Alexander Stark - Decoding transcriptional regulation

Max Planck Special Guest Lecture Series

  • Date: Mar 2, 2018
  • Time: 01:00 PM c.t. - 02:00 PM (Local Time Germany)
  • Speaker: Alexander Stark
  • Research Institute of Molecular Pathology (IMP), Vienna, Austria
  • Location: MPI-IE
  • Room: Main Lecture Hall
  • Host: Ritwick Sawarkar
Alexander Stark - Decoding transcriptional regulation
Alexander Stark group leader at Research Institute of Molecular Pathology (IMP) in Vienna joins the Max Planck Special Guest Lecture Series at the MPI-IE. His research is focused on studying regulators of gene expression by combining systematic genome-wide experiments and computational analyses. On March 2nd, 2018 at 13 o'clock he will give a talk entitled “Decoding transcriptional regulation”. The talk will take place in the Main Lecture Hall of the Max Planck Institute of Immunobiology and Epigenetics, Freiburg. (


Alexander Stark studied Biochemistry at the University of Tübingen and the University of North Carolina at Chapel Hill. For his PhD, he worked on structural bioinformatics and microRNA target prediction at the EMBL in Heidelberg and obtained his PhD in 2004. Afterwards, he moved to Cambridge, MA for a postdoctoral stay at the Broad Institute and CSAIL, MIT. There he focused on comparative and regulatory genomics in Drosophila. Since 2008, Alexander Stark is an independent group leader at the Research Institute of Molecular Pathology (IMP) in Vienna.


His group combines genome-wide experiments and bioinformatics to understand the sequence basis of gene regulation: “The regulation of gene expression in response to developmental or environmental stimuli is a crucial mechanism in all organisms. We are fascinated by the question how transcription is regulated at the level of the two key types of regulatory genomic elements — enhancers and core-promoters — and the transcription factor and cofactor proteins that mediate transcription activation. We follow an interdisciplinary approach, using genome-wide functional assays, bioinformatics, biochemistry, and mass-spectrometry. We develop and employ highly-controllable reporter assays that provide a reliable functional readout for each of the questions we ask, while circumventing the many confounding issues that exist in complex gene regulatory systems in vivo. Our goal is to understand transcription and — ultimately — how transcriptional networks define cellular and developmental programs.”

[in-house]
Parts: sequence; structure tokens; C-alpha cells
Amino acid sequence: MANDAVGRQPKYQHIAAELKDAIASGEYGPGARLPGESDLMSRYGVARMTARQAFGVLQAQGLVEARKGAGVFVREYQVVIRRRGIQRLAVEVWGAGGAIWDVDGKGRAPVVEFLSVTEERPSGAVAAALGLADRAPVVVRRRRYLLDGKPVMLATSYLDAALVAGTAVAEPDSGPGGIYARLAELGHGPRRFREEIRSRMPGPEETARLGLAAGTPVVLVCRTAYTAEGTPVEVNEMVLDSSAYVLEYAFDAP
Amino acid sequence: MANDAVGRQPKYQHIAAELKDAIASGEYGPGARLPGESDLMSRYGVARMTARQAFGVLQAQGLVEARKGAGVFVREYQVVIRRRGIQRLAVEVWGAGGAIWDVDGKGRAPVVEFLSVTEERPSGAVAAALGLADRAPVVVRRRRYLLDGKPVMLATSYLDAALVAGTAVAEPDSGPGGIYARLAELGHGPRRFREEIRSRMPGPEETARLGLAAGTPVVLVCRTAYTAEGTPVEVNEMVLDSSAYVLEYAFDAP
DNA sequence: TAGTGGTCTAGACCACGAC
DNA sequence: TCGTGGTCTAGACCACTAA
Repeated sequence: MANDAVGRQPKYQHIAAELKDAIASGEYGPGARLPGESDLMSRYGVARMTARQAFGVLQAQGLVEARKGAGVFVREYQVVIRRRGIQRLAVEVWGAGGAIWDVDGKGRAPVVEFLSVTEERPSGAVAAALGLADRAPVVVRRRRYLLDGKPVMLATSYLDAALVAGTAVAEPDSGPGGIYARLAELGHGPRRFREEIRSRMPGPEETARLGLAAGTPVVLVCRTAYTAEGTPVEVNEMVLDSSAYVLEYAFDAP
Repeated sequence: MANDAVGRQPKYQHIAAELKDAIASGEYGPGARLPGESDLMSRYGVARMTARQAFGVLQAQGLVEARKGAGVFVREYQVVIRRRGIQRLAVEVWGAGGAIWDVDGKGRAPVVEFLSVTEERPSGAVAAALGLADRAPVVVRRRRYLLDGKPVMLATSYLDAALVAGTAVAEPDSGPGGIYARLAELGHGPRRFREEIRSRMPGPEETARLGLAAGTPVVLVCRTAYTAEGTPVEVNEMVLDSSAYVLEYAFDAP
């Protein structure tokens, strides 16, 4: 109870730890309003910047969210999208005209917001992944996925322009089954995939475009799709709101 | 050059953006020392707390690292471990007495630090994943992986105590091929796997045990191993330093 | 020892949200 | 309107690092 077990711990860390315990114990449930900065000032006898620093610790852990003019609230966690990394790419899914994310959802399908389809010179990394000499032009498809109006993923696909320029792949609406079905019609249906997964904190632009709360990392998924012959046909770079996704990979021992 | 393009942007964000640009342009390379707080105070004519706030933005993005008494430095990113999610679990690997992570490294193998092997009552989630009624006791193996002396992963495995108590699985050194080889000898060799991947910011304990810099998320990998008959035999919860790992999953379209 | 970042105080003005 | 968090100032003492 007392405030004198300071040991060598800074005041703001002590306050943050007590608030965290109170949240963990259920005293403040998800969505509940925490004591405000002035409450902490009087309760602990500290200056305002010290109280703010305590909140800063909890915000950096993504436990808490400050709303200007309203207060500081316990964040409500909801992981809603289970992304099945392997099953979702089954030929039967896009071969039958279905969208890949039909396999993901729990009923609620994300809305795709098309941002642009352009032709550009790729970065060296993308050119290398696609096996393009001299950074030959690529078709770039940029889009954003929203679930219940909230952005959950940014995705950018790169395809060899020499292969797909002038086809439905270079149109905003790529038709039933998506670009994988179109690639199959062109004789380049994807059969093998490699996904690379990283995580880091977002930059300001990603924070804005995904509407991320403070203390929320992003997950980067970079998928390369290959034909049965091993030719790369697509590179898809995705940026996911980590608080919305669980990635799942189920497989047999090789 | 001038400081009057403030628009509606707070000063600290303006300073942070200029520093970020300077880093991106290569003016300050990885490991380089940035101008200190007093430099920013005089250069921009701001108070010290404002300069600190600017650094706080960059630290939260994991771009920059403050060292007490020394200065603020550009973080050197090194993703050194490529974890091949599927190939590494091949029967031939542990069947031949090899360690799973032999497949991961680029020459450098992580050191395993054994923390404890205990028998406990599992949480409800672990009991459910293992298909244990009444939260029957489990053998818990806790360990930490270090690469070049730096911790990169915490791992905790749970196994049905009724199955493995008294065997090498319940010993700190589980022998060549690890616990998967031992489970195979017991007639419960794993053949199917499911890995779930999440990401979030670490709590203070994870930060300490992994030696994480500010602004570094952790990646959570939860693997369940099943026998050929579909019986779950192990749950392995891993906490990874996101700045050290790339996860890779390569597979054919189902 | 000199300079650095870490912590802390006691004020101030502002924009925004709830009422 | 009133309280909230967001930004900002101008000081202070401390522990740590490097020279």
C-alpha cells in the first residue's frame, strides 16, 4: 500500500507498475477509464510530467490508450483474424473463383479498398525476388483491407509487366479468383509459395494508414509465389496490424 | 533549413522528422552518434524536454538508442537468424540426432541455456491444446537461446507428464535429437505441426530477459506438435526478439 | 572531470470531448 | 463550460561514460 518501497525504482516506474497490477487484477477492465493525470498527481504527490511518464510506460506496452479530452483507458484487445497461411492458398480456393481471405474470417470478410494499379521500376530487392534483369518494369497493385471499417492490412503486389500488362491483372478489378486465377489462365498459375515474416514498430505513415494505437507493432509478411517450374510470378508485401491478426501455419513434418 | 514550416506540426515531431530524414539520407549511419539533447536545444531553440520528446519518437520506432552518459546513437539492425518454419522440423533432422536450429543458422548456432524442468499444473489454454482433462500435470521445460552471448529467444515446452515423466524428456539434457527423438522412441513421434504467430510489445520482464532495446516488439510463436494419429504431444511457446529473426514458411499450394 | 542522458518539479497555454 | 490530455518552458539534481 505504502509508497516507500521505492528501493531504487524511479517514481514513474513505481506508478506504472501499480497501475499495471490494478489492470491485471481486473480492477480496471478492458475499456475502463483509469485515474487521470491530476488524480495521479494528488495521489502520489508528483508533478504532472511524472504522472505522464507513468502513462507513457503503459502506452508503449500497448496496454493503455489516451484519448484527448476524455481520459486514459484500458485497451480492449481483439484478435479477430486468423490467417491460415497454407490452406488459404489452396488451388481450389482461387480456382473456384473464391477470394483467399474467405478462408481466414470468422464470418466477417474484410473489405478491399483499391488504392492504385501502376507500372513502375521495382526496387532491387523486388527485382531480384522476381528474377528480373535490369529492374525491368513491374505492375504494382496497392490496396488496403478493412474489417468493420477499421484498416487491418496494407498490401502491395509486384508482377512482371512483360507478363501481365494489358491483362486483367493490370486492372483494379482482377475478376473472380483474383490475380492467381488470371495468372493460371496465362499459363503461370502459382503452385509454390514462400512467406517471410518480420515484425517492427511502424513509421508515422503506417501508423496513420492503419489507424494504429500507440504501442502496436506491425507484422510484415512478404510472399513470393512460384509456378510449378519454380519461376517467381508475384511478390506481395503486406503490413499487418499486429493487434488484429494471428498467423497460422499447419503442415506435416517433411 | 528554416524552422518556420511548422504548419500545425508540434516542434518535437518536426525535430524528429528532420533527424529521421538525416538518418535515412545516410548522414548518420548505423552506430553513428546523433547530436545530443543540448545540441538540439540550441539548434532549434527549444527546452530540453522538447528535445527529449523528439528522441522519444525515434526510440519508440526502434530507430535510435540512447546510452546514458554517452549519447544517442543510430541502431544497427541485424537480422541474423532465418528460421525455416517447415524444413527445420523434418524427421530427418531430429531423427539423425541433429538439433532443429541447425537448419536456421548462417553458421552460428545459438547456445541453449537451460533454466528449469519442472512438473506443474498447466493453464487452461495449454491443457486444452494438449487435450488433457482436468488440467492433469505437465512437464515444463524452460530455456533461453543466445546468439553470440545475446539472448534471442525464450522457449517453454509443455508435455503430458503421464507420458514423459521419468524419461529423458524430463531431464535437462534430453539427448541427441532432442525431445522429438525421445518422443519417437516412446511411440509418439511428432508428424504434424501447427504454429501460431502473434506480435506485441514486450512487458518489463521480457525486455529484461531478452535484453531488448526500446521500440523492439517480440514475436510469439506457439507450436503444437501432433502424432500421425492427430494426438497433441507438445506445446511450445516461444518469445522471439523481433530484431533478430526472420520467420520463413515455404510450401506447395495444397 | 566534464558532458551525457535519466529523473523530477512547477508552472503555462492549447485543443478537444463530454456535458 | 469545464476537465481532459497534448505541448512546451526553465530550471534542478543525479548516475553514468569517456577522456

source: lab page

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